Derived from Swales' CARS model, a functional unit is the smallest possible unit of information, and related functional units should contain the minimum information necessary in a certain context. Following Sperber and Wilson's Relevance Theory, the comprehension procedure proceeds as follows: expectations of relevance generated by the most relevant functional unit can be extended to other related functional units within the component, which can be further extended to more related functional units beyond the component.

Our approach to studying functional units in the context of information use was, first, to identify common information use tasks of scholarly journal articles from the literature and to identify the functional units within psychology journal articles. We then conducted two surveys to validate these sets of information use tasks and functional units and to validate the relationships between functional units and information use tasks.

TAXONOMY DEVELOPMENT STUDY

Method

Identify information use tasks

Information use tasks of scholarly journal articles were identified from the relevant literature in two areas: the use of scholarly journals and Taylor's information use model.

Notwithstanding variations in the literature (Dillon, 2004; King & Tenopir, 1999; Tenopir, 2003; Tenopir et al., 2009a, 2009b; Wilson, 1994), “keeping up”, “reference” and “learning” are most frequently identified as purposes for using scholarly journal articles for academic work, and thus are taken as three major information tasks. To incorporate information use, the three information tasks “keeping up”, “reference” and “learning” need to be mapped onto an information use model.

Taylor's eight classes of information use (1991) provide a general framework to characterize ways in which people use information: projective, motivational, personal or political, factual, confirmational, enlightenment, problem understanding, instrumental. Thus we further classified each of the eight classes as “keeping up”, “reference” or “learning”, with those that share a category providing a variant focus: projective, motivational, and personal or political are categorized in “keeping up”; factual and confirmational in “reference”; enlightenment, problem understanding, and instrumental in “learning”. Taylor's motivational and personal or political classes arose for personal reasons and thus were not considered here. The other six classes which addressed work-related information use were further adapted to suit the specific context of scholarly journal article use.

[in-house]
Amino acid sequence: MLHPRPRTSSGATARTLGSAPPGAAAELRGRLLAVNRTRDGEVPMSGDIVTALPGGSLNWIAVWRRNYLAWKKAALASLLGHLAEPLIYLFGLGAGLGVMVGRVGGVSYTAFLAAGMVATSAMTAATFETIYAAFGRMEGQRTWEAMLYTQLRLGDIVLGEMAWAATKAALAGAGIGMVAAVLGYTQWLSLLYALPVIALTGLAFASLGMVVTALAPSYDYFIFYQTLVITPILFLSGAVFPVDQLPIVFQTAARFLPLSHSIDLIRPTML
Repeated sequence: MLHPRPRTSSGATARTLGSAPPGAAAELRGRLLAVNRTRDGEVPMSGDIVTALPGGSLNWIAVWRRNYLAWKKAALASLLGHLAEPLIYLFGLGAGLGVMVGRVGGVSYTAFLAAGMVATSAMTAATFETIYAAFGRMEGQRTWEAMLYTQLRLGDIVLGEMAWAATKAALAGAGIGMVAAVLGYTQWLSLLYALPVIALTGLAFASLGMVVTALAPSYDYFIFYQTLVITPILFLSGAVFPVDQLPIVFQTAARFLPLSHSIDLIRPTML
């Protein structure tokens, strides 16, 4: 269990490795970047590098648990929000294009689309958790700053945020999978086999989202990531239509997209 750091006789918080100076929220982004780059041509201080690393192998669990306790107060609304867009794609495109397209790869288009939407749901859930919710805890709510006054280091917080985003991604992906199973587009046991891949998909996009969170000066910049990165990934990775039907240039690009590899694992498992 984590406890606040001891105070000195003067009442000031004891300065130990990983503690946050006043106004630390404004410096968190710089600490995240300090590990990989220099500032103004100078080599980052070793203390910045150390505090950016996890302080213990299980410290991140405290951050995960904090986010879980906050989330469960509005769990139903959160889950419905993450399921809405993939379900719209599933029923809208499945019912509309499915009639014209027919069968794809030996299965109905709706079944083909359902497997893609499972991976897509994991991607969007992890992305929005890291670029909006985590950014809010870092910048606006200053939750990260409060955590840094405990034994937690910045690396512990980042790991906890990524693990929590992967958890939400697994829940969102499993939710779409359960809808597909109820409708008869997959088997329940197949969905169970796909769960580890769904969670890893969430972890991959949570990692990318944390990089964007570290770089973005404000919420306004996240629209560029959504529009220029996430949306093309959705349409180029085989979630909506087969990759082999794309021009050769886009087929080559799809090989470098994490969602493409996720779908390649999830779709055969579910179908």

Identify functional units

Since not all models of functional units distinguish between macro (moves) and micro (steps) functions, for the sake of a parallel comparison, we took the smallest units of each move structure as the basis for the identification of functional units.

The functional unit taxonomy for psychology journal articles was developed in the following three steps: